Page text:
I did wish to contend him on his main thesis though -- that T Warriors, who he believes are a silent majority, will win the culture war because they outnumber those SPs. Every generation needs its Philistines, though we sometimes call them by other names: American Firsters, Segregationists, Pro-lifers, and in this case, T Warriors. What these groups share is their vocal presence during times of progress and change; they organize themselves when the world they live in starts to move a little too fast for their comfort. Their's is always a losing battle, or as Kennedy would say, a "long twilight struggle".
As a nation we always progress, we always move in some forward direction no matter how heavy the Philistines hang on the debate. Abolitionist's cause eventually helped free the slaves; Brown v. The Board of Education got rid of sanctioned segregation; the Suffragettes, the black civil rights movement of the 50's and 60's, the feminist struggle in the 1970's -- all progressive movements that made our culture the way it is and all were held up by older and more conservative segments of the population.

The funny thing about all this progress is that those who couldn't imagine a world with freed slaves or a woman's right to vote eventually learned to live with them and the generation that followed couldn't imagine a world without such basic principles. Just as I can't imagine living in an era during which black citizens could not drink from the same fountains or sit towards the front of the bus, my children will not understand how it ever happened that homosexual couples could not enjoy the protections and rights provided by state sanctioned marriages. That's right, all you conservatives, it may not happen in this election cycle or the following one, or even the one after that, but soon enough marriage rights will be enjoyed by all citizens, gay and straight (the majority of the population over 60 oppose "gay marriage", yet it is favored by those under 30. So it's just a matter of time.)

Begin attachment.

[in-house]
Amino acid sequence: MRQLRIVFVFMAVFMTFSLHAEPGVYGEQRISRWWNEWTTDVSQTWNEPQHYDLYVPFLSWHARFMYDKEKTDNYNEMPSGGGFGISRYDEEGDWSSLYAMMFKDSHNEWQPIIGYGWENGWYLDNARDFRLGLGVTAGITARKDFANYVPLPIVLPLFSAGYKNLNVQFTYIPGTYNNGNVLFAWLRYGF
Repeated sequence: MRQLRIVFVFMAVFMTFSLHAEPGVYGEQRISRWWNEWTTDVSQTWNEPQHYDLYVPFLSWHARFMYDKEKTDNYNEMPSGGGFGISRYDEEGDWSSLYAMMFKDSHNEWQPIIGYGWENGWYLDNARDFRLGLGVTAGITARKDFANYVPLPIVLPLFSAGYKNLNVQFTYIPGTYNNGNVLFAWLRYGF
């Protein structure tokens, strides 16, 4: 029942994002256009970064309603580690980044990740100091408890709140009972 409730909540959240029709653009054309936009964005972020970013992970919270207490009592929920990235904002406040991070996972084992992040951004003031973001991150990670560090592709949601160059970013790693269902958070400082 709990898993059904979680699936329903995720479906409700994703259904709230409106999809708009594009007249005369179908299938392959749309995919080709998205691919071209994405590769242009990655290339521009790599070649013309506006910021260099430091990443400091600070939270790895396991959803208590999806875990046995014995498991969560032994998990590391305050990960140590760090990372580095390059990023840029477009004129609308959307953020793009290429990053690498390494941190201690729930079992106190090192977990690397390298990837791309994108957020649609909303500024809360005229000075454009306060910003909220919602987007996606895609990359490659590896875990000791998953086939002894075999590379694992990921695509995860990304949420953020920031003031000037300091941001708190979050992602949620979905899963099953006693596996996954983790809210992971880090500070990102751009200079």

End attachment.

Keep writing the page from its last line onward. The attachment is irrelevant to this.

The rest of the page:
While I reject O'Reilly's basic dichotomy of SP and TWarrior, even within his deranged, paranoid framework he is wrong. The progressives have history and the human instinct to progress on their side. We appreciate you Philistines coming out, to strut and fret your hour upon Oprah's stage, but soon enough we will see your sound and fury for the nothing that it signifies.

Friday, June 8, 2007

You Best Start Believin in Spoilers, You're Readin One

Saw the third Pirates of the Caribbean tonight and here is my review:

I don't get it. And I don't mean "I don't get it" like I'm too stupid to get it -- like the time in 9th grade before Geometry class, when we were talking about The Usual Suspects and a kid said, "I didn't get it" (to which I starred at him and replied, "I don't get it."). I think David Lynch and Michael Bay had gotten together at some point to throw some ideas out there and whatever they didn't use ended up in this movie. Let me try to sum up the plot a little. (Honestly, I won't give anything away, not that that would be possible to do.) putting beginning with a lot of unkempt people being hanged, then signing, then more hanging (I have never seen Les Miserable, but I was reminded of it)...Then some familiar faces return, but now in Singapore?...Everyone seems to be double crossing one another (couldn't keep track or understand anyone's motive at any one point), then swords, fireworks and guns...then I guess they reached "World's End"...Then a David Lynch sequence of Davy Jones's locker(side note: Turns out that this doesn't refer to Davy Jones from the Monkees. It would have made about as much sense as the rest of the movie and I was kinda hoping for a cameo, but got none. Call me a "day dream believer" I guess.)...Then I think they spliced in some scenes from The Adventures of Baron Muchausen...then something about the ancient Greek goddess, Calypso (which they made a lot of fuss over, but didn't pan out to anything...I think?)...Then I guess the good guys win after a bizarre and interminable battle...